Bar blenders have just one function. They turn ice, liquid, and fruit, into creamy, smooth, frozen cocktails. Of course most bar blenders can do more than that, but creating frozen drinks is their primary function. To do the task, a bar blender needs a motor of somewhere between ½ and 1 horsepower. Consistency from drink to drink is important, as is ease of operation. So a simple on/off switch, and perhaps a high and low power switch is all that’s really needed. A pulse feature gives the user a bit more control, and a timer with auto shut-off really ensures blend consistency.

Food Blenders are designed to do a much greater variety of tasks than a bar blender, with a greater variety of ingredients. A food blender can be used to blend frozen fruits for a smoothie, puree cooked vegetables for a soup, chop fresh vegetables for a salsa, or grind dry grains into flour for artisan baking. Power settings and timing will be different for each application. To allow maximum flexibility in the kitchen, most food blenders have a larger motor, typically 3 horsepower, with a wider variety of speeds. A variable speed dial with pulse action provides chefs with complete control, and a chop function runs the blades at an extra slow speed to chop, rather than puree, foods.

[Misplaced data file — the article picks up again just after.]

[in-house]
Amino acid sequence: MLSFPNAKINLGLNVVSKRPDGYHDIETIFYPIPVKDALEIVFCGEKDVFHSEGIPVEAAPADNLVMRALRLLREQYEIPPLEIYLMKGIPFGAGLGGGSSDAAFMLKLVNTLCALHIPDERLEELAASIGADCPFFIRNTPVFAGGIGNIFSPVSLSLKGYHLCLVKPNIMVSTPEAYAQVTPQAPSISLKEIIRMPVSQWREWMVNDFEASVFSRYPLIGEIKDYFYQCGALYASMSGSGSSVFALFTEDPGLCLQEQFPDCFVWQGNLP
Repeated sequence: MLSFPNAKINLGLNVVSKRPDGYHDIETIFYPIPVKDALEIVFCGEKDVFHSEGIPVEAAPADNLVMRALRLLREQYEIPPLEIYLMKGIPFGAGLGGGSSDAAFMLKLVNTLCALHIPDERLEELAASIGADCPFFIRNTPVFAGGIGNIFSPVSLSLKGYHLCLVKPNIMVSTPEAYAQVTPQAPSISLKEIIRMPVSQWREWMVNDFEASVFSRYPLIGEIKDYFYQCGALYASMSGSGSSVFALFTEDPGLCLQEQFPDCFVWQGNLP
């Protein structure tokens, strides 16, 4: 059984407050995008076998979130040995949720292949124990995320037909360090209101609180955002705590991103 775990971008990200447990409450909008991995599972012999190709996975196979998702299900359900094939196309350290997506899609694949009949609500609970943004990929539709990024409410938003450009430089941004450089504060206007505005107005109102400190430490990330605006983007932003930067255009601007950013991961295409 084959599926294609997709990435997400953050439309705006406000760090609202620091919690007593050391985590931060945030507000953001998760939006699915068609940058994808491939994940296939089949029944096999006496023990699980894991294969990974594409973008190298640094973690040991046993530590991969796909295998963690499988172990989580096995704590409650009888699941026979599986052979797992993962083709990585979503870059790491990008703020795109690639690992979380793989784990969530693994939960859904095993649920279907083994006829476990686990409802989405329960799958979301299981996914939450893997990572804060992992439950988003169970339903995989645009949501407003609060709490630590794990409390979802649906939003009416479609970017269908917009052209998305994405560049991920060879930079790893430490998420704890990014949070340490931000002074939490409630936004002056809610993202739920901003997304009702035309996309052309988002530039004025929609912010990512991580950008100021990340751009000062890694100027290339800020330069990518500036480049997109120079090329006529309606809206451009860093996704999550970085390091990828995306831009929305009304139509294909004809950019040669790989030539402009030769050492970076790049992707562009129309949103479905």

There are many models that blur the lines between bar blenders and food blenders. Blenders are extremely versatile pieces of equipment. Extra powerful bar blenders, with additional features for high volume and specialty applications, can perform many tasks in the kitchen. Similarly, an entry-level food blender, stripped free of extra features, may begin to look more like a bar blender.